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Kailaash Naath

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Kailaash Naath Temple, Kaancheepuram
See also  Kailaash Naath Temple, Nepal

The Kailaash Naath Temple is located in the temple town of Kaancheepuram in Tamilnaadu, India. It is called as Kailaashnath, Kovil. It was built by the Pallavas in the early 8th century AD. It is famous for its splendid Vimaan. It also contains numerous panels showing Lord Shiv as Nataraaj in various postures. This temple was built by Pallav King Narasinh Varmaa II (Raajaa Sinh). The Chola King Rajaraja Chol I visited this Temple and named this Temple as Kaachipettu Periya Thirukatrali (Stone Temple of Kaachipettu (ancient name of Kaancheepuram). It is believed by many archeologists that this Kailaash Naath Temple must be the inspiration for Raajaraajaa Chol I to build the Tanjore Brihadeshwar Temple. Currently the temple is well maintained by Archaeological Survey of India.

It has its main sanctum facing the east side. The rear wall of the Temple has a sculpture of Som Skand (Shiv and Umaa with their son Murugan in the centre), which was always seen in Shiv temples of the Pallav age. There is a large sixteen-sided Shiv Ling in the temple shrine here. It is learnt that the Shiv Ling has the flat stripes inside the Temple which is specialty of this Ling. It is 10 feet high and the Temple closes by 6 to 630 PM daily. There is a story behind this early closure. Temple priest narrates it to the visitors.

In the temple there is a small passage which begins from the entrance of the Garbh Griha and round the Shiv Ling. It starts from the right side and ends on the left side of the lingam. According to the priests of the Temple the narrow passage was built deliberately in which the devotees have to crawl and begin their rotation from the right and finish on the left side of the Ling. The process of crawling signifies that man crawls in his initial stage and learns to grow slowly and gradually while he again has to crawl in his later stage. In this way Lord Shiv ensures that there is no Punarjanm (re-birth) if one is successful in completing the rotation.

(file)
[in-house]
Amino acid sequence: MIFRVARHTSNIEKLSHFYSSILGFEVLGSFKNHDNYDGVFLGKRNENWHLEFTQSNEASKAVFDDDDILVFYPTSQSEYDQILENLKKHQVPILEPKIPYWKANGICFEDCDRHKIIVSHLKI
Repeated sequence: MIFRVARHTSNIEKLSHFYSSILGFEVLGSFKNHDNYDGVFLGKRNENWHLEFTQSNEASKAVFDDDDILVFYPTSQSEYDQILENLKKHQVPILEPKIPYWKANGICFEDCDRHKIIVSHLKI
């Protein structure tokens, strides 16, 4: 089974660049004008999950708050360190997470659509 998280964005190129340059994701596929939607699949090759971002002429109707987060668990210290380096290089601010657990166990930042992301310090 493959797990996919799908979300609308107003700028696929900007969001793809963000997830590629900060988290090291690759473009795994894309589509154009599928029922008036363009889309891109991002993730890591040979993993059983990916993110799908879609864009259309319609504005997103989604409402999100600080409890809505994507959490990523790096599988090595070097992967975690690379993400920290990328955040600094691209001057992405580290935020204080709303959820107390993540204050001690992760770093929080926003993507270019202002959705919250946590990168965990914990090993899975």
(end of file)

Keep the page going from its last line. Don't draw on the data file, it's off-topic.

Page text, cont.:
Kailaash Naath Temple, Elloraa
Danteedurgaa, the first of Raashtrakoot kings, seized power over Chaalukya kings at Badaamee (south of the Rivar Krishnaa) in 752. The Raashtrakoot capital was established at Elloraa near the modern city of Aurangaabaad, north of the River Godaavaree, where Danteedurgaa's successor Krishnaa I (reign, 756-775) subsidized the excavation of India's foremost rock temple, one of the architectural wonders of the world - the Kailaash Naath Temple of Lord Shiv. This was carved out of a mountain of solid rock. The genius of Indian stone carving has never been so brilliantly demonstrated. There are many Buddhist, Jain and other Hindu caves at Elloraa, some quite beautiful, but there is only one Kailaash Naath.

This is the No 16 cave among Elloraa caves. Founded in the last quarter of the 8th century by King Krishn I, it consists of a single enormous excavation almost 100 feet deep into the rock of the cliff.



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Created and Maintained by Sushma Gupta
Created on March 15, 2003 and Updated on February 12, 2013